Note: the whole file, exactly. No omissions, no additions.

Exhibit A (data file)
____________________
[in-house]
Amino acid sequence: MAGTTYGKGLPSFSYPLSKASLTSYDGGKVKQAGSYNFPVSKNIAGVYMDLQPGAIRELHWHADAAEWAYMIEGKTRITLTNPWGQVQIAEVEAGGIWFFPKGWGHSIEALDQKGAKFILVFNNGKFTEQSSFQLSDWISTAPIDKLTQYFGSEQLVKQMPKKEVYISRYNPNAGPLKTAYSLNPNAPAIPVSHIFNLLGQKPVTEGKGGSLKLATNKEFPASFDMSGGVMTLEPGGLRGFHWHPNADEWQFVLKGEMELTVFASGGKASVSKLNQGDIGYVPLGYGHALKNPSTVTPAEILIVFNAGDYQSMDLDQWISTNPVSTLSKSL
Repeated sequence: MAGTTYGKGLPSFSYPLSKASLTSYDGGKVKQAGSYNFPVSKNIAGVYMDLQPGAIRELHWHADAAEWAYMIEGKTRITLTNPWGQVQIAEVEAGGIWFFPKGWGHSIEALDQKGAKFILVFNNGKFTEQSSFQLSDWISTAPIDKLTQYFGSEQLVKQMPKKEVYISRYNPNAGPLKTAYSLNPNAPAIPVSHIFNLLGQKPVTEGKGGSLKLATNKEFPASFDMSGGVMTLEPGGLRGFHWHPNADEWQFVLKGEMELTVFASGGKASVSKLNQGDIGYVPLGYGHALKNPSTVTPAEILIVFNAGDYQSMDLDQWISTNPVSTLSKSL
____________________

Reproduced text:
[in-house]
Amino acid sequence: MAGTTYGKGLPSFSYPLSKASLTSYDGGKVKQAGSYNFPVSKNIAGVYMDLQPGAIRELHWHADAAEWAYMIEGKTRITLTNPWGQVQIAEVEAGGIWFFPKGWGHSIEALDQKGAKFILVFNNGKFTEQSSFQLSDWISTAPIDKLTQYFGSEQLVKQMPKKEVYISRYNPNAGPLKTAYSLNPNAPAIPVSHIFNLLGQKPVTEGKGGSLKLATNKEFPASFDMSGGVMTLEPGGLRGFHWHPNADEWQFVLKGEMELTVFASGGKASVSKLNQGDIGYVPLGYGHALKNPSTVTPAEILIVFNAGDYQSMDLDQWISTNPVSTLSKSL
Repeated sequence: MAGTTYGKGLPSFSYPLSKASLTSYDGGKVKQAGSYNFPVSKNIAGVYMDLQPGAIRELHWHADAAEWAYMIEGKTRITLTNPWGQVQIAEVEAGGIWFFPKGWGHSIEALDQKGAKFILVFNNGKFTEQSSFQLSDWISTAPIDKLTQYFGSEQLVKQMPKKEVYISRYNPNAGPLKTAYSLNPNAPAIPVSHIFNLLGQKPVTEGKGGSLKLATNKEFPASFDMSGGVMTLEPGGLRGFHWHPNADEWQFVLKGEMELTVFASGGKASVSKLNQGDIGYVPLGYGHALKNPSTVTPAEILIVFNAGDYQSMDLDQWISTNPVSTLSKSL